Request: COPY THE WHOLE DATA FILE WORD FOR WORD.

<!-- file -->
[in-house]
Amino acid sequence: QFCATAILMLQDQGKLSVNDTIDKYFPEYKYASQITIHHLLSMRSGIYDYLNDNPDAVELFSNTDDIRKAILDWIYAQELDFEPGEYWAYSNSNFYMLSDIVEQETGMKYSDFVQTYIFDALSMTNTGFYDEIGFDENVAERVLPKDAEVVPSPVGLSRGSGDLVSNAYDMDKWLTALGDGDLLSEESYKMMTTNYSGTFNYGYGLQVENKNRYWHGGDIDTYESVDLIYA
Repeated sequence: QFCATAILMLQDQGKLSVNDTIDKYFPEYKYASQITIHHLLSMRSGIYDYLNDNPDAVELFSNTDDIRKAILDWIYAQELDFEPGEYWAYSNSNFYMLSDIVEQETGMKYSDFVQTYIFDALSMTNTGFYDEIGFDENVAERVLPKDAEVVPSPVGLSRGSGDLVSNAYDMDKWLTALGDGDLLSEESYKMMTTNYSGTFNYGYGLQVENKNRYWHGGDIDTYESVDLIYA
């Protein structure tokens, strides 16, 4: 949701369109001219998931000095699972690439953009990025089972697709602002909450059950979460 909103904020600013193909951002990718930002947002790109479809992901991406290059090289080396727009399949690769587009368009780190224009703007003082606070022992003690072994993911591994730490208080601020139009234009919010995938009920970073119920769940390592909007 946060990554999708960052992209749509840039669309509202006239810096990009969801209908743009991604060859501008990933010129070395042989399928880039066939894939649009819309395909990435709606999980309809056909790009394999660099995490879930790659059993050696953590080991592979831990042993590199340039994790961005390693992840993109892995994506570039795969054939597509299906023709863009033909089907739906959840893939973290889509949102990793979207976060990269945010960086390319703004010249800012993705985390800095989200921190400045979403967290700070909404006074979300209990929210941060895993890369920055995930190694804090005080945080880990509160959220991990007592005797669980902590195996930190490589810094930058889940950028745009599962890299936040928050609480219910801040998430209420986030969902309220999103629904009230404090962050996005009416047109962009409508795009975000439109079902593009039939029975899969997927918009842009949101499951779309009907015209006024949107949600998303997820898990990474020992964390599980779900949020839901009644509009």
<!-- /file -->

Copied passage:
[in-house]
Amino acid sequence: QFCATAILMLQDQGKLSVNDTIDKYFPEYKYASQITIHHLLSMRSGIYDYLNDNPDAVELFSNTDDIRKAILDWIYAQELDFEPGEYWAYSNSNFYMLSDIVEQETGMKYSDFVQTYIFDALSMTNTGFYDEIGFDENVAERVLPKDAEVVPSPVGLSRGSGDLVSNAYDMDKWLTALGDGDLLSEESYKMMTTNYSGTFNYGYGLQVENKNRYWHGGDIDTYESVDLIYA
Repeated sequence: QFCATAILMLQDQGKLSVNDTIDKYFPEYKYASQITIHHLLSMRSGIYDYLNDNPDAVELFSNTDDIRKAILDWIYAQELDFEPGEYWAYSNSNFYMLSDIVEQETGMKYSDFVQTYIFDALSMTNTGFYDEIGFDENVAERVLPKDAEVVPSPVGLSRGSGDLVSNAYDMDKWLTALGDGDLLSEESYKMMTTNYSGTFNYGYGLQVENKNRYWHGGDIDTYESVDLIYA
């Protein structure tokens, strides 16, 4: 949701369109001219998931000095699972690439953009990025089972697709602002909450059950979460 909103904020600013193909951002990718930002947002790109479809992901991406290059090289080396727009399949690769587009368009780190224009703007003082606070022992003690072994993911591994730490208080601020139009234009919010995938009920970073119920769940390592909007 946060990554999708960052992209749509840039669309509202006239810096990009969801209908743009991604060859501008990933010129070395042989399928880039066939894939649009819309395909990435709606999980309809056909790009394999660099995490879930790659059993050696953590080991592979831990042993590199340039994790961005390693992840993109892995994506570039795969054939597509299906023709863009033909089907739906959840893939973290889509949102990793979207976060990269945010960086390319703004010249800012993705985390800095989200921190400045979403967290700070909404006074979300209990929210941060895993890369920055995930190694804090005080945080880990509160959220991990007592005797669980902590195996930190490589810094930058889940950028745009599962890299936040928050609480219910801040998430209420986030969902309220999103629904009230404090962050996005009416047109962009409508795009975000439109079902593009039939029975899969997927918009842009949101499951779309009907015209006024949107949600998303997820898990990474020992964390599980779900949020839901009644509009």